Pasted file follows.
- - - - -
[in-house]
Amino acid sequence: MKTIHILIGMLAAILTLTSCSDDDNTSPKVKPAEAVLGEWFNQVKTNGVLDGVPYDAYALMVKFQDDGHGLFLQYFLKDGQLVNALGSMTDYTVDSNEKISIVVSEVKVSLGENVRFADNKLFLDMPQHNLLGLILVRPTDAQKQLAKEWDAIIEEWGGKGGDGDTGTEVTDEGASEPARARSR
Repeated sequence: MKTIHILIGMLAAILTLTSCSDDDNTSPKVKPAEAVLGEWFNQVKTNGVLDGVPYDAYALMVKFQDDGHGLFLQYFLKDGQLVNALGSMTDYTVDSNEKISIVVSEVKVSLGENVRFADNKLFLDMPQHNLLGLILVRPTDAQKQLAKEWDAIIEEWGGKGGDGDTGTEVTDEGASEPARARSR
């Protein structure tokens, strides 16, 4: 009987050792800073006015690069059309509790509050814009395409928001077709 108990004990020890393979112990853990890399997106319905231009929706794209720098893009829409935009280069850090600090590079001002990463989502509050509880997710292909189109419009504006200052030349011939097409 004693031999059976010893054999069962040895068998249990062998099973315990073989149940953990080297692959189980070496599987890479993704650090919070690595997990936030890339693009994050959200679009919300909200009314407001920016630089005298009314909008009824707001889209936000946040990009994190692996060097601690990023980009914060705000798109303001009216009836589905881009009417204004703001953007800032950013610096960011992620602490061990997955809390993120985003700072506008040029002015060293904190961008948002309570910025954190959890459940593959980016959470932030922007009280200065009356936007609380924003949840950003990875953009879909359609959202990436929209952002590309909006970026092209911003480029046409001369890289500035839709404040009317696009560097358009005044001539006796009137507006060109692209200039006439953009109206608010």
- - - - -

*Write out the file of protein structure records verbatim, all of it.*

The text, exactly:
[in-house]
Amino acid sequence: MKTIHILIGMLAAILTLTSCSDDDNTSPKVKPAEAVLGEWFNQVKTNGVLDGVPYDAYALMVKFQDDGHGLFLQYFLKDGQLVNALGSMTDYTVDSNEKISIVVSEVKVSLGENVRFADNKLFLDMPQHNLLGLILVRPTDAQKQLAKEWDAIIEEWGGKGGDGDTGTEVTDEGASEPARARSR
Repeated sequence: MKTIHILIGMLAAILTLTSCSDDDNTSPKVKPAEAVLGEWFNQVKTNGVLDGVPYDAYALMVKFQDDGHGLFLQYFLKDGQLVNALGSMTDYTVDSNEKISIVVSEVKVSLGENVRFADNKLFLDMPQHNLLGLILVRPTDAQKQLAKEWDAIIEEWGGKGGDGDTGTEVTDEGASEPARARSR
């Protein structure tokens, strides 16, 4: 009987050792800073006015690069059309509790509050814009395409928001077709 108990004990020890393979112990853990890399997106319905231009929706794209720098893009829409935009280069850090600090590079001002990463989502509050509880997710292909189109419009504006200052030349011939097409 004693031999059976010893054999069962040895068998249990062998099973315990073989149940953990080297692959189980070496599987890479993704650090919070690595997990936030890339693009994050959200679009919300909200009314407001920016630089005298009314909008009824707001889209936000946040990009994190692996060097601690990023980009914060705000798109303001009216009836589905881009009417204004703001953007800032950013610096960011992620602490061990997955809390993120985003700072506008040029002015060293904190961008948002309570910025954190959890459940593959980016959470932030922007009280200065009356936007609380924003949840950003990875953009879909359609959202990436929209952002590309909006970026092209911003480029046409001369890289500035839709404040009317696009560097358009005044001539006796009137507006060109692209200039006439953009109206608010």